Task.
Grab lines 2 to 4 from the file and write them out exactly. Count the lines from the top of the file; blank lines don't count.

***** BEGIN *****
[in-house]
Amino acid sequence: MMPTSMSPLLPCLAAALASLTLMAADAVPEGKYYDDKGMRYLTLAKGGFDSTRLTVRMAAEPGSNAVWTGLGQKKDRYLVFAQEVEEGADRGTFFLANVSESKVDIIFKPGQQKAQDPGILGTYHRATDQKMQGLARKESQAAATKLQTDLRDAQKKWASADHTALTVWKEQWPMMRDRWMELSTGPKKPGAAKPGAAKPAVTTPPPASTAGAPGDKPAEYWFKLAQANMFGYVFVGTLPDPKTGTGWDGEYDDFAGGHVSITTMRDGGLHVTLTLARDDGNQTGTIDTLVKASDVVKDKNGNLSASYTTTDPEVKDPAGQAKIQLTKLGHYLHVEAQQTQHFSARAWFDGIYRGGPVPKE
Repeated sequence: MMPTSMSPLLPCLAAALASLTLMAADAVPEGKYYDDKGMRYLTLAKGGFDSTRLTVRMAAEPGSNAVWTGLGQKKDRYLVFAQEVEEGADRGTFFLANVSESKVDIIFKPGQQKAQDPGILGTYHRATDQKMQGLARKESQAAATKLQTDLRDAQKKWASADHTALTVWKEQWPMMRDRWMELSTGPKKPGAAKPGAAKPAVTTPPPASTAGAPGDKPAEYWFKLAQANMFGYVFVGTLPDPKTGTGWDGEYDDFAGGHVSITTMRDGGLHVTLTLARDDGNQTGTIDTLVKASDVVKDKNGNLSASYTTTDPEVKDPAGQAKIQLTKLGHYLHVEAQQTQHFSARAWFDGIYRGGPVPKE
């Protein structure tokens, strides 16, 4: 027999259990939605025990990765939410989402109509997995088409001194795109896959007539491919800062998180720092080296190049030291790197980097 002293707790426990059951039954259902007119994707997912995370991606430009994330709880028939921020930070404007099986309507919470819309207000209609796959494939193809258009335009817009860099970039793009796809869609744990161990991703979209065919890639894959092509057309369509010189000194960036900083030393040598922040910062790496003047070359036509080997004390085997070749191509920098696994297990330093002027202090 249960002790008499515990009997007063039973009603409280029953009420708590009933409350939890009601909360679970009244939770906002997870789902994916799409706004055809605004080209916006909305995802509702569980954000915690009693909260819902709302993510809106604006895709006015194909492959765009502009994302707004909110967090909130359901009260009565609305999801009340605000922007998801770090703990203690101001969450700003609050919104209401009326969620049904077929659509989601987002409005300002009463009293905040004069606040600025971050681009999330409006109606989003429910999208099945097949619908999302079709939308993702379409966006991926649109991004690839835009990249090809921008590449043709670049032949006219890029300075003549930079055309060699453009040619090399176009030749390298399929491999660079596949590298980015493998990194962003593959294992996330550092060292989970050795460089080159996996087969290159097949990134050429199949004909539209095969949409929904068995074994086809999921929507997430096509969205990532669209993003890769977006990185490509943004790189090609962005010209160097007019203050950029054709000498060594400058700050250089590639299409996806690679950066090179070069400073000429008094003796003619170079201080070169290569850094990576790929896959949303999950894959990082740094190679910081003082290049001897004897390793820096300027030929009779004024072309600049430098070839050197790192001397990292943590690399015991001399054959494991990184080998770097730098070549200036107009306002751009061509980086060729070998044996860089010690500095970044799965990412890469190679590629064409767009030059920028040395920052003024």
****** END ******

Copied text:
Amino acid sequence: MMPTSMSPLLPCLAAALASLTLMAADAVPEGKYYDDKGMRYLTLAKGGFDSTRLTVRMAAEPGSNAVWTGLGQKKDRYLVFAQEVEEGADRGTFFLANVSESKVDIIFKPGQQKAQDPGILGTYHRATDQKMQGLARKESQAAATKLQTDLRDAQKKWASADHTALTVWKEQWPMMRDRWMELSTGPKKPGAAKPGAAKPAVTTPPPASTAGAPGDKPAEYWFKLAQANMFGYVFVGTLPDPKTGTGWDGEYDDFAGGHVSITTMRDGGLHVTLTLARDDGNQTGTIDTLVKASDVVKDKNGNLSASYTTTDPEVKDPAGQAKIQLTKLGHYLHVEAQQTQHFSARAWFDGIYRGGPVPKE
Repeated sequence: MMPTSMSPLLPCLAAALASLTLMAADAVPEGKYYDDKGMRYLTLAKGGFDSTRLTVRMAAEPGSNAVWTGLGQKKDRYLVFAQEVEEGADRGTFFLANVSESKVDIIFKPGQQKAQDPGILGTYHRATDQKMQGLARKESQAAATKLQTDLRDAQKKWASADHTALTVWKEQWPMMRDRWMELSTGPKKPGAAKPGAAKPAVTTPPPASTAGAPGDKPAEYWFKLAQANMFGYVFVGTLPDPKTGTGWDGEYDDFAGGHVSITTMRDGGLHVTLTLARDDGNQTGTIDTLVKASDVVKDKNGNLSASYTTTDPEVKDPAGQAKIQLTKLGHYLHVEAQQTQHFSARAWFDGIYRGGPVPKE
């Protein structure tokens, strides 16, 4: 027999259990939605025990990765939410989402109509997995088409001194795109896959007539491919800062998180720092080296190049030291790197980097 002293707790426990059951039954259902007119994707997912995370991606430009994330709880028939921020930070404007099986309507919470819309207000209609796959494939193809258009335009817009860099970039793009796809869609744990161990991703979209065919890639894959092509057309369509010189000194960036900083030393040598922040910062790496003047070359036509080997004390085997070749191509920098696994297990330093002027202090 249960002790008499515990009997007063039973009603409280029953009420708590009933409350939890009601909360679970009244939770906002997870789902994916799409706004055809605004080209916006909305995802509702569980954000915690009693909260819902709302993510809106604006895709006015194909492959765009502009994302707004909110967090909130359901009260009565609305999801009340605000922007998801770090703990203690101001969450700003609050919104209401009326969620049904077929659509989601987002409005300002009463009293905040004069606040600025971050681009999330409006109606989003429910999208099945097949619908999302079709939308993702379409966006991926649109991004690839835009990249090809921008590449043709670049032949006219890029300075003549930079055309060699453009040619090399176009030749390298399929491999660079596949590298980015493998990194962003593959294992996330550092060292989970050795460089080159996996087969290159097949990134050429199949004909539209095969949409929904068995074994086809999921929507997430096509969205990532669209993003890769977006990185490509943004790189090609962005010209160097007019203050950029054709000498060594400058700050250089590639299409996806690679950066090179070069400073000429008094003796003619170079201080070169290569850094990576790929896959949303999950894959990082740094190679910081003082290049001897004897390793820096300027030929009779004024072309600049430098070839050197790192001397990292943590690399015991001399054959494991990184080998770097730098070549200036107009306002751009061509980086060729070998044996860089010690500095970044799965990412890469190679590629064409767009030059920028040395920052003024």